A federal judge recently ruled on a New Jersey case in which a landlord was sued by a tenant for knowingly renting to undocumented immigrants and accepting false documentation as proof of legal status.
The tenant alleged that this effectively meant the landlord was harboring undocumented individuals and encouraging others to enter the country, which the Star-Ledger notes was an unprecedented accusation. U.S. Appeals Court Judge Julio Fuentes ruled that renting does not constitute harboring a criminal under the Racketeer Influenced and Corrupt Organizations Act, dismissing the claims.
Advocates argue that the opposite ruling could have had a number of consequences, effectively encouraging landlords and rental managers to engage in housing discrimination. This would have trapped them between ensuring they did not rent to undocumented individuals and the penalties that are mandated for discriminating against prospective residents, forcing them to act as immigration agents and determine whether prospective tenants were in the country lawfully.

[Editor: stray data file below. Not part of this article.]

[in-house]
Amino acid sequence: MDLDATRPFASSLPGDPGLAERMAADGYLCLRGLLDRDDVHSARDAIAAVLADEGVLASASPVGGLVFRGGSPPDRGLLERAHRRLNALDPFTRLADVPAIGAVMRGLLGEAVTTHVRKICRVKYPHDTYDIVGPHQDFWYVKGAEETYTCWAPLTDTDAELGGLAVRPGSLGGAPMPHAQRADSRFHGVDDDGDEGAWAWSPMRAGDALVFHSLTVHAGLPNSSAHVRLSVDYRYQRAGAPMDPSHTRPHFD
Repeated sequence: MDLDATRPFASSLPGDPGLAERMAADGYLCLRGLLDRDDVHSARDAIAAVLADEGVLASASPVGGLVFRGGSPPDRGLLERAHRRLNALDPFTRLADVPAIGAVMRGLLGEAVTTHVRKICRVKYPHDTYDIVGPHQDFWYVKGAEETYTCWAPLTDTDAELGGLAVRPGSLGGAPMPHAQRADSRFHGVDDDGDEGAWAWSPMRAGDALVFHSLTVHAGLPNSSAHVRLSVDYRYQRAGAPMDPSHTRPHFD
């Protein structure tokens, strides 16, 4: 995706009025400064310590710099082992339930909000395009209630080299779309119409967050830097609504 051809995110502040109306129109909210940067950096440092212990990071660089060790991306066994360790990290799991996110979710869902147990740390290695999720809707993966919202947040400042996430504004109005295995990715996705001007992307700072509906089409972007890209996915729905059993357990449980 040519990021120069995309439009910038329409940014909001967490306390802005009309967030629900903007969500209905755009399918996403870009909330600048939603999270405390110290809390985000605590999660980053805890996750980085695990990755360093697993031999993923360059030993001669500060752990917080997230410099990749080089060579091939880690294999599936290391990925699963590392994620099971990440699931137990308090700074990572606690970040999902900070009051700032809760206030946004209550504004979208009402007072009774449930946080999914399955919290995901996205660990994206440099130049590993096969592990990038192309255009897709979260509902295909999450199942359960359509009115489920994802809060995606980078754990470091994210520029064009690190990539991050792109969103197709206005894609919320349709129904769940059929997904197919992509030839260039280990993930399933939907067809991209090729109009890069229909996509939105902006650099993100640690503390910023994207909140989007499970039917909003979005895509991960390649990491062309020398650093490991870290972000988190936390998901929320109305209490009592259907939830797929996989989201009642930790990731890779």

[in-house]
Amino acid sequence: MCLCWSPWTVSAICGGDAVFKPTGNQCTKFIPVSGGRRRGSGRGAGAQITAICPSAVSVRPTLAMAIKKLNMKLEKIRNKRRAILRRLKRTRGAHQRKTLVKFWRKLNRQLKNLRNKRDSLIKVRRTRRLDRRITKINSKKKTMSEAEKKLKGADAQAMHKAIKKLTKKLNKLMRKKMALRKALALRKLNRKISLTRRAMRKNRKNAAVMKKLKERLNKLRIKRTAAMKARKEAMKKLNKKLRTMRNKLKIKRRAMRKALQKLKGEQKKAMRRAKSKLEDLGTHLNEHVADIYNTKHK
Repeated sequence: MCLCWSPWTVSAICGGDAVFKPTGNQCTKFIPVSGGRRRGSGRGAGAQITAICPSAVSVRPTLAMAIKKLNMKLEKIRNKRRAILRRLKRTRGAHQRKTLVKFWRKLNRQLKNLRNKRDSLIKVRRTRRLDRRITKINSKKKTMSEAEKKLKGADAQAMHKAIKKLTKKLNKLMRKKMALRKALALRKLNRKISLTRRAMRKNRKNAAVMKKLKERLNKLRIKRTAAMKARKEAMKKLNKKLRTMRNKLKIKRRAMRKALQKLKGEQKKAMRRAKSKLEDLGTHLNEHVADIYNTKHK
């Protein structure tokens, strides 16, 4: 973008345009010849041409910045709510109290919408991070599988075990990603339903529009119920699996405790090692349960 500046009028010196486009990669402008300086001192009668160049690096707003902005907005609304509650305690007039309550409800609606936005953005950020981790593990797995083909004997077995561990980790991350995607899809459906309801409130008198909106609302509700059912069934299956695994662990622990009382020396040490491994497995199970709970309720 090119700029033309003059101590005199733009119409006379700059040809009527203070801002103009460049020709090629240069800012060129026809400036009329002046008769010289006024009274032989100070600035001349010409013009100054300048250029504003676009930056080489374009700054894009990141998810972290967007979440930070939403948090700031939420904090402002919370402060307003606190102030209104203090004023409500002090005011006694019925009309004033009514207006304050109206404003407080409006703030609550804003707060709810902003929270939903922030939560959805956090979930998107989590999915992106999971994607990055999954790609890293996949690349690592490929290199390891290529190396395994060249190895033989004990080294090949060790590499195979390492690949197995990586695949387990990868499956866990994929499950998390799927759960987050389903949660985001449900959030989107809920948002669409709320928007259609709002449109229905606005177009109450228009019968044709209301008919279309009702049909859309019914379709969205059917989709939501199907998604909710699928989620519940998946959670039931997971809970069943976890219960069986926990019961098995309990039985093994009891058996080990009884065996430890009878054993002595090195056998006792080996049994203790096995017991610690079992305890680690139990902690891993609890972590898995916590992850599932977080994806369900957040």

As a result, the judgment may have averted significant problems for the rental housing industry, which might otherwise have found itself embroiled in immigration law and controversy.